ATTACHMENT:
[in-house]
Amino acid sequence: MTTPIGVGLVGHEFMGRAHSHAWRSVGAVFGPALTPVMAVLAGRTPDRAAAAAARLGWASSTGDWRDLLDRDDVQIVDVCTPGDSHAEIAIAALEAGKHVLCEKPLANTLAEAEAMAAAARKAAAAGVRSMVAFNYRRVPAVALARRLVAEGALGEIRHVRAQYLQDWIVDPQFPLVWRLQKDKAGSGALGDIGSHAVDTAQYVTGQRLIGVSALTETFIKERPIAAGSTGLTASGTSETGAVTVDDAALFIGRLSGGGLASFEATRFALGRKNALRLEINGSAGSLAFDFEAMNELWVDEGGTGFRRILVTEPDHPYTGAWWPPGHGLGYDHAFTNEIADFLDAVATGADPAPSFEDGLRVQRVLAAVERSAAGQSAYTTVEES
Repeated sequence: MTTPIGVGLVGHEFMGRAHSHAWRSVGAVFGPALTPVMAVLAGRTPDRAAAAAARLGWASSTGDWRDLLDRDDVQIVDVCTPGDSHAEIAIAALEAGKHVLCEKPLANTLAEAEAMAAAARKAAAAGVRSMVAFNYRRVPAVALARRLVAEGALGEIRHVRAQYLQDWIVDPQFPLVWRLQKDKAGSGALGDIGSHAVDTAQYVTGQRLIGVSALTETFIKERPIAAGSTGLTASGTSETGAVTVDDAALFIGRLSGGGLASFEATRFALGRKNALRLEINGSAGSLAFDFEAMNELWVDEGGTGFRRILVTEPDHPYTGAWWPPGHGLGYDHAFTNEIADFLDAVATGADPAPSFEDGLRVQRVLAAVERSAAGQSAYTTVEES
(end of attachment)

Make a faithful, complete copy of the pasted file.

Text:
[in-house]
Amino acid sequence: MTTPIGVGLVGHEFMGRAHSHAWRSVGAVFGPALTPVMAVLAGRTPDRAAAAAARLGWASSTGDWRDLLDRDDVQIVDVCTPGDSHAEIAIAALEAGKHVLCEKPLANTLAEAEAMAAAARKAAAAGVRSMVAFNYRRVPAVALARRLVAEGALGEIRHVRAQYLQDWIVDPQFPLVWRLQKDKAGSGALGDIGSHAVDTAQYVTGQRLIGVSALTETFIKERPIAAGSTGLTASGTSETGAVTVDDAALFIGRLSGGGLASFEATRFALGRKNALRLEINGSAGSLAFDFEAMNELWVDEGGTGFRRILVTEPDHPYTGAWWPPGHGLGYDHAFTNEIADFLDAVATGADPAPSFEDGLRVQRVLAAVERSAAGQSAYTTVEES
Repeated sequence: MTTPIGVGLVGHEFMGRAHSHAWRSVGAVFGPALTPVMAVLAGRTPDRAAAAAARLGWASSTGDWRDLLDRDDVQIVDVCTPGDSHAEIAIAALEAGKHVLCEKPLANTLAEAEAMAAAARKAAAAGVRSMVAFNYRRVPAVALARRLVAEGALGEIRHVRAQYLQDWIVDPQFPLVWRLQKDKAGSGALGDIGSHAVDTAQYVTGQRLIGVSALTETFIKERPIAAGSTGLTASGTSETGAVTVDDAALFIGRLSGGGLASFEATRFALGRKNALRLEINGSAGSLAFDFEAMNELWVDEGGTGFRRILVTEPDHPYTGAWWPPGHGLGYDHAFTNEIADFLDAVATGADPAPSFEDGLRVQRVLAAVERSAAGQSAYTTVEES